Everyone is excited to be back at camp, and, in many cases, programs are seeing more participants than ever before. However, unique behavior issues are beginning to arise in campers, partially due to the pandemic. Campers who have missed out on in-person learning and after-school activities often struggle with following camp procedures and making friends, compared to pre-pandemic campers. This can be a challenge for new and veteran staff members, as normal behavior management techniques may be less effective than normal or don't address the right problems.
Understanding why campers are struggling is the first step to helping them. Below are a few examples of the unique ways kids may be struggling due to the pandemic and behavior management techniques to correct these behaviors.
Big Emotions Are Tough
You may notice that your campers have trouble communicating their emotions with staff and other campers. Extended time at home meant kids communicated their needs or expressed emotions less often to people other than their parents or guardians. On top of this, parents often have the advantage of anticipating their children's needs, requiring their kids to advocate for themselves less often.
Because they're unsure of how to communicate their emotions, campers may have more extreme emotional reactions to simple issues, especially if they are in a new setting or unfamiliar camp. Campers may shut down, cry, or in extreme cases, even express emotions in unsafe ways, like hitting or throwing.
First and foremost, it is your responsibility to keep all campers safe. Bring the more emotionally vulnerable child aside from the group and give them space to calm down. Once in a secure environment, simple questions can be a powerful way to approach the problem. Try statements like, "I see something is bothering you. Do you know why you're upset?" or "Can you use your words to tell me how you're feeling?" After the student has communicated the problem, work with them to create an action plan for the next time they get upset. For example, you could give them sentence stems to communicate feelings or model the right way to get your attention.
We Can't Always Get Our Way
At every camp or after-school activity, a few kids seem like they've never heard the word "no." These students are baffled when they don't get their way and whine about even the smallest compromise. Camp leaders may have techniques at their disposal to handle the occasional whining camper, but the issue has become more common than in past years. Because so much socialization happened in smaller group settings during the pandemic, today's campers are used to getting their way or having their opinions validated more often than kids with larger group experiences.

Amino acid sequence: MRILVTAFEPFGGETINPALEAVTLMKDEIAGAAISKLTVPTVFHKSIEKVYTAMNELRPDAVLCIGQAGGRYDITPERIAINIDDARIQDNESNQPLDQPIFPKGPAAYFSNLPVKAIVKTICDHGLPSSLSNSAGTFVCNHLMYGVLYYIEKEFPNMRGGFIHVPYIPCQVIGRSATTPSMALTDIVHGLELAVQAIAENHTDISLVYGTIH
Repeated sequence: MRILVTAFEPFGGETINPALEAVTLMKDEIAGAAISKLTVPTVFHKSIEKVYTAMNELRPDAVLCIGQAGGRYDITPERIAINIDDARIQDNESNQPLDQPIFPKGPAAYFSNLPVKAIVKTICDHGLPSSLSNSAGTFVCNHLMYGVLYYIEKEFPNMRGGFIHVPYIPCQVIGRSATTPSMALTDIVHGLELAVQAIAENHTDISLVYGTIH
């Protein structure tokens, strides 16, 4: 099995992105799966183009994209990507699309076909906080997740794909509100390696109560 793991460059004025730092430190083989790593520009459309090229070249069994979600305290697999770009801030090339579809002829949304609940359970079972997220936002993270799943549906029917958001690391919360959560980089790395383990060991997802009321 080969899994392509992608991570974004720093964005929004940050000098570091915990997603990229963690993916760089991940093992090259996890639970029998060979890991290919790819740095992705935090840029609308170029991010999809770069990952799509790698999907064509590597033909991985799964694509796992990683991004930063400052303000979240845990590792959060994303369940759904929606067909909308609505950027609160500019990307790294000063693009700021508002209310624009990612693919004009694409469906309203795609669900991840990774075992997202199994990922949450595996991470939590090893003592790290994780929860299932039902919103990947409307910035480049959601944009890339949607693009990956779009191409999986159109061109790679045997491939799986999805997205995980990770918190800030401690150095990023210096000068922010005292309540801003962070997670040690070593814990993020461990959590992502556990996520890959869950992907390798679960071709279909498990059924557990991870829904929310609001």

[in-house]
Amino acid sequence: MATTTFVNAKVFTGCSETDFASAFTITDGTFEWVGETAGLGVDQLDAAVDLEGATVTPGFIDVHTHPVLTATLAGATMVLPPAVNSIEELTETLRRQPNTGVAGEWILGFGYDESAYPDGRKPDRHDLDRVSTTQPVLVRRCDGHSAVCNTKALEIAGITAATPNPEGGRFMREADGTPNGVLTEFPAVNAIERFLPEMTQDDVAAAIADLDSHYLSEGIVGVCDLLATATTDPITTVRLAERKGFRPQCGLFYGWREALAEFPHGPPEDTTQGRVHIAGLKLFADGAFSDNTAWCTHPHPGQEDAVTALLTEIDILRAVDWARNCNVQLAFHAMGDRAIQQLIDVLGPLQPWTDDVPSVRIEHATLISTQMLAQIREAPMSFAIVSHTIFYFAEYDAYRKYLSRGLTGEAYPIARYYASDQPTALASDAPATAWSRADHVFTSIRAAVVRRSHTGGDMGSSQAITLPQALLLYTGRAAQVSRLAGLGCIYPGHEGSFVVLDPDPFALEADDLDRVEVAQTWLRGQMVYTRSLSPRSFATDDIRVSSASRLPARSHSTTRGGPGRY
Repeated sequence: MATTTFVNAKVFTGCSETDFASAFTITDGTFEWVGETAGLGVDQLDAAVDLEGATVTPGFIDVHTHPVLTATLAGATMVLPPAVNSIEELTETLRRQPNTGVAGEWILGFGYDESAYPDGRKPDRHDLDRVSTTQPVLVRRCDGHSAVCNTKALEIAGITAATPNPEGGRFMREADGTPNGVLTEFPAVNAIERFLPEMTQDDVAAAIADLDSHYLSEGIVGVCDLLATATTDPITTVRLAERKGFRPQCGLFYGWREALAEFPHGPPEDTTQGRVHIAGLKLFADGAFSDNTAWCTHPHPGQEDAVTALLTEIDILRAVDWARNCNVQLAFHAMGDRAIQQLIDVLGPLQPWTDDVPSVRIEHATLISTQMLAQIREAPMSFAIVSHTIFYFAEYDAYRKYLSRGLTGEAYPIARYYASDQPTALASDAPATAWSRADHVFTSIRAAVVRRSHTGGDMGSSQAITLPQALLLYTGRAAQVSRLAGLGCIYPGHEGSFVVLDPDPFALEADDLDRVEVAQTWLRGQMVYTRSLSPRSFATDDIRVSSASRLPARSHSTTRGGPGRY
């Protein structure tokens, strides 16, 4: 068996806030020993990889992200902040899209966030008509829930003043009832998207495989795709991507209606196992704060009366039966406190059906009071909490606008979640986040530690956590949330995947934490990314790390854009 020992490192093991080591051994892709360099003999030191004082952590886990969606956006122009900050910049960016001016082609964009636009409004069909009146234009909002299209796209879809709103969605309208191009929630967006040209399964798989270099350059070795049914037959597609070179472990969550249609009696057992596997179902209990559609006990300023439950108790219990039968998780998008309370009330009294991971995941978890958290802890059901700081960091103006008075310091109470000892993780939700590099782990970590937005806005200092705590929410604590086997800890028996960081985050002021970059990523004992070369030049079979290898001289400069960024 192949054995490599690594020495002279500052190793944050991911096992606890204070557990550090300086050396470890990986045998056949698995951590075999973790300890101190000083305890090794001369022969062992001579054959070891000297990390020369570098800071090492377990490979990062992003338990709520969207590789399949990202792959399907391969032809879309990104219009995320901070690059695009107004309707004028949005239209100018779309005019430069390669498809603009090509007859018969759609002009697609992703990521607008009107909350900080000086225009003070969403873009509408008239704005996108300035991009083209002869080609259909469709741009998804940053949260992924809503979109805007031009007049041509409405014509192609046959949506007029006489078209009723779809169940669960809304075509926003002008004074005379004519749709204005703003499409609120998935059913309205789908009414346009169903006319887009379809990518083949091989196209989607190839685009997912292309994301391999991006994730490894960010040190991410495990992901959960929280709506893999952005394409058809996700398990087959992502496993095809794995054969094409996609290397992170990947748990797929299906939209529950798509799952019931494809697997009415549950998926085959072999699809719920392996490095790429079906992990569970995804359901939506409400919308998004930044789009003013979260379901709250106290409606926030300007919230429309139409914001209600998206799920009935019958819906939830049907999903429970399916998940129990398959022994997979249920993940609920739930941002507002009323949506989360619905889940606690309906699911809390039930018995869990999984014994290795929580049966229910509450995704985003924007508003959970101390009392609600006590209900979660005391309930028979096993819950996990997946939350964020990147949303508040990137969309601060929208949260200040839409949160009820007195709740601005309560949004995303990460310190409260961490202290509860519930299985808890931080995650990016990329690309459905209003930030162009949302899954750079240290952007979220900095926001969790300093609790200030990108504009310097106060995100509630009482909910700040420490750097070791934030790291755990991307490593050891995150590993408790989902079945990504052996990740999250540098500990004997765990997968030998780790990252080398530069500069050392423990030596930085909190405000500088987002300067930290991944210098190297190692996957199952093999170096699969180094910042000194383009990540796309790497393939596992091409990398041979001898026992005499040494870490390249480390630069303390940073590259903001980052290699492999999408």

While other behavior issues only affect the individual camper, a group's inability to compromise can cause problems for everyone. Deadlock between campers means less time for fun activities. In years past, it might have been beneficial to let kids work problems out themselves, but during these months of transition, this strategy may not be the best option. To cut down on stalemates, try starting camp with more structure and fewer activities that open the door for big debates. Slowly integrate more independence into the programming, allowing kids limited options and celebrating successful resolutions.
Do You Want to Be My Friend?
One of the most obvious issues that stems from limited social interaction is anxiety around making new friends at camp. At a certain level, this is a common concern at camp. Your staff members probably know the tell-tale signs to look out for: kids sitting alone or being picked on. However, kids this year might struggle with both making friends and maintaining them, as inexperience with friendships can lead to increased interpersonal conflict.
To help campers build friendships, staff members can practice modeling friendship skills, demonstrating ways to approach the conversation or asking to join an activity through their interactions with kids. Intentionally build in more time for icebreakers, which gives campers the safety net of structured activity to make conversation. Rotating buddy systems can also be a good technique to ensure no one is ever left out, yet kids are socializing with various other campers.
Camp Should Be Fun for All
It may not always seem like it, but kids really do want to have a positive experience at camp where they make friends and participate fully. While there might be more barriers at camp following the pandemic, understanding how this event has shaped camper's social and emotional skills allows staff members to target underlying issues and create the best experience for everyone.
This blog post sponsored by Active Network.
Periodically, the American Camp Association (ACA) makes timely and relevant information about products and services available to its members so they can make informed decisions for their camps. However, the ACA does not endorse products, services, or companies.